What emerges is a story in which governments habitually abuse their surveillance powers once granted, demonstrating the need for proper controls in this area, yet also the importance of not forbidding surveillance to maintain a safe society. This is not a story of the Orwellian state. While private sector firms have sometimes acted as a brake on surveillance by the state (particularly in the electronic era), they have also often engaged in even greater dubious surveillance practices of their own and they are accountable to only their stockholders. Something to keep in mind before railing against NSA or CIA. Oversight and regulation, he argues, therefore needs to be universal and not simply concentrate on the threat to the individual posed by the agencies of government who often have the best of intentions and many layers of safeguards.
The book may be preordered here.
Section I - INTELLIGENCE
Trump's Defense Secretary Cites
Climate Change As National Security Challenge. Our story
on March 13 concerning Secretary of Defense James Mattis' views on the
relationship between climate change and national security was based on
excerpts from unpublished written exchanges between Mattis and several
Democrats on the Senate Armed Services Committee following his Jan. 12
confirmation hearing. ProPublica has now obtained more comprehensive sets of
these "Questions for the Record" and his answers.
While the exchanges mainly focus on climate change, fossil fuel and
renewable energy and related security issues, which was the initial
reporting focus, they include discussions of Mattis' views on issues ranging
from Iran's nuclear weapons program to ISIS, Guantanamo and LGBT issues in
the military. The merged documents are posted on DocumentCloud. Explore and
let us know what excites, irks or confuses you, and share this package with
others. Post comments or get in touch via firstname.lastname@example.org.
Secretary of Defense James Mattis has asserted that climate change is real,
and a threat to American interests abroad and the Pentagon's assets
everywhere, a position that appears at odds with the views of the president
who appointed him and many in the administration in which he serves.
In unpublished written testimony provided to the Senate Armed Services
Committee after his confirmation hearing in January, Mattis said it was
incumbent on the US military to consider how changes like open-water
routes in the thawing Arctic and drought in global trouble spots can pose
challenges for troops and defense planners. He also stressed this is a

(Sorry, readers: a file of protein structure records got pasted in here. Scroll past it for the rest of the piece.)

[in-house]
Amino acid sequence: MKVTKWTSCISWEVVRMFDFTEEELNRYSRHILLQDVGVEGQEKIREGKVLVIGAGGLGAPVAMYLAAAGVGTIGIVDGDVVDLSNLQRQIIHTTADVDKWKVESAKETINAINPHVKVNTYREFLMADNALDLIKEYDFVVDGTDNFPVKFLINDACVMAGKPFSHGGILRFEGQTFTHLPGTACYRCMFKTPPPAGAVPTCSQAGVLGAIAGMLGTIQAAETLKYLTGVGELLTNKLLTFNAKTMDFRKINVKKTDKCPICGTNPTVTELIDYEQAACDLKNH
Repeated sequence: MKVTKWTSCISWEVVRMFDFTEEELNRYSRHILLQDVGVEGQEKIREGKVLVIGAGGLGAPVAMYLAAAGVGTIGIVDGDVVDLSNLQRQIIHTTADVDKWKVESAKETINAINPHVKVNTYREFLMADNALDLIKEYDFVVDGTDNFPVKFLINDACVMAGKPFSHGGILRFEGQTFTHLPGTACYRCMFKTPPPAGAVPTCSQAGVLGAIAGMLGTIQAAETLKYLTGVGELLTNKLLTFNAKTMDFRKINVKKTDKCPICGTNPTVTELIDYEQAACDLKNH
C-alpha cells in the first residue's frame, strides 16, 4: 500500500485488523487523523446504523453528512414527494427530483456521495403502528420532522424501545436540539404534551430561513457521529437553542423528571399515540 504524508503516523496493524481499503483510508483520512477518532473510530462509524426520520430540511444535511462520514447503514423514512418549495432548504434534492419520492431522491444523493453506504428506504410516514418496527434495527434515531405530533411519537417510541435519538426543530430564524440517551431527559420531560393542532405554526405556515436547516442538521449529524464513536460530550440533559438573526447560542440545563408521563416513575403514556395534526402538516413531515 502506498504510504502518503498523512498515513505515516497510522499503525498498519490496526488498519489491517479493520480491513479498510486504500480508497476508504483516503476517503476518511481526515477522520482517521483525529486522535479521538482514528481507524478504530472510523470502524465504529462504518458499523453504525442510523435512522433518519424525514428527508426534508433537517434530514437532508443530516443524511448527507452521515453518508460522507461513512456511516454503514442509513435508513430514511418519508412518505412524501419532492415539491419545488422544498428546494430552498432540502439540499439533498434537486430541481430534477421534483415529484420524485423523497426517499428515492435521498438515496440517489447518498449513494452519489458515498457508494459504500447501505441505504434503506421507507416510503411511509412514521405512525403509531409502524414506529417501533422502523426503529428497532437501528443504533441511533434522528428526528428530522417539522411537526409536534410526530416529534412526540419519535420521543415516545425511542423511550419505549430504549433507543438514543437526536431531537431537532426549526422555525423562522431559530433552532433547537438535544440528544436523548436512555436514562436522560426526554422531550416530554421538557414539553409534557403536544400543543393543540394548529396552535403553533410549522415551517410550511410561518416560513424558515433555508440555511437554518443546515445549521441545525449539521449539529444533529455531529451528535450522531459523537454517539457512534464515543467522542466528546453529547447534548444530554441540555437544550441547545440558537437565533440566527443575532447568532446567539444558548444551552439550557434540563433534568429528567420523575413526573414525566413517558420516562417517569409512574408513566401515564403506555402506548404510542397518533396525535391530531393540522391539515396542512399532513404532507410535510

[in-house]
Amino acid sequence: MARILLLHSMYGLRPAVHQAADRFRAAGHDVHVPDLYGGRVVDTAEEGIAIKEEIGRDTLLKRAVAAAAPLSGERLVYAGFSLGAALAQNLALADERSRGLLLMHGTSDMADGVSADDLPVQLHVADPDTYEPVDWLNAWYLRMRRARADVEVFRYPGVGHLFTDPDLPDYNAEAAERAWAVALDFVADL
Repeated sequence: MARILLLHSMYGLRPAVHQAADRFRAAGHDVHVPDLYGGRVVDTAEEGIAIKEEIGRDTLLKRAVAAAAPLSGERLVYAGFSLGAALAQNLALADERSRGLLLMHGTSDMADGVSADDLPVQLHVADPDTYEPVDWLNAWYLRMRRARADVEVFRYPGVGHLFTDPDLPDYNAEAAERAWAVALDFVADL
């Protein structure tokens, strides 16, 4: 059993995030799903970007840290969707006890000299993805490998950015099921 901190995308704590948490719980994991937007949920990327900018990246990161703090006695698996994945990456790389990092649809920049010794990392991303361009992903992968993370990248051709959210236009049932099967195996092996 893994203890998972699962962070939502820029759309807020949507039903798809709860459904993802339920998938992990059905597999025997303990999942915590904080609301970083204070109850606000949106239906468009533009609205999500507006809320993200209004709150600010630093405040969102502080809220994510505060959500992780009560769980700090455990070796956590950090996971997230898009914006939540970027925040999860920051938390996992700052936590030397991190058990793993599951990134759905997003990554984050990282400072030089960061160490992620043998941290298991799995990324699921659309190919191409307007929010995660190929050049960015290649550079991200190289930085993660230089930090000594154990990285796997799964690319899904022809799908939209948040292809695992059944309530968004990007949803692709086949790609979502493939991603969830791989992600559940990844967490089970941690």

real-time issue, not some distant what-if. [Read More: Revkin/propublica/14March2017]
Virginia Tech, D-Wave Quantum
Center Targets Defense, Intell. To give defense and
intelligence community researchers access to quantum computers, D-Wave and
Virginia Tech have announced a partnership to create a permanent quantum
computing center at VT's Hume Center for National Security and Technology.
Under the agreement, D-Wave will work with Virginia Tech to train its staff,
faculty and affiliates to build new applications and software tools for
D-Wave's quantum machines. Participants will be selected by Virginia Tech
and include experts in artificial intelligence, machine learning,
optimization and sampling.
As researchers get more familiar with the D-Wave system, the company expects
that to lead to other application oriented projects for VT, Hume and their
colleagues in the government and elsewhere, D-Wave International
President Bo Ewald said in an email.
VT's Hume Center focuses on cybersecurity and autonomy in national and
homeland security and is currently researching cyber-physical system
security, orchestrated missions and the convergence of cyber warfare and
electronic warfare. Both the Blacksburg and Arlington Hume Center
campuses will have access to the D-Wave machine, initially via the D-Wave
cloud access software until a D-Wave machine at the Hume Center is
implemented, Ewald said. [Read More: Miller/gcn/13March2017]
Trump Picks 'Mr. Fix-It' to Run
Daily Ops at Pentagon. Patrick Shanahan has been known to
clean up troubled programs at Boeing. His portfolio is about to get much
That's because President Trump on Thursday said he would nominate Shanahan -
currently the senior vice president of supply chain and operations at the
Chicago-based aerospace and defense giant - to become deputy defense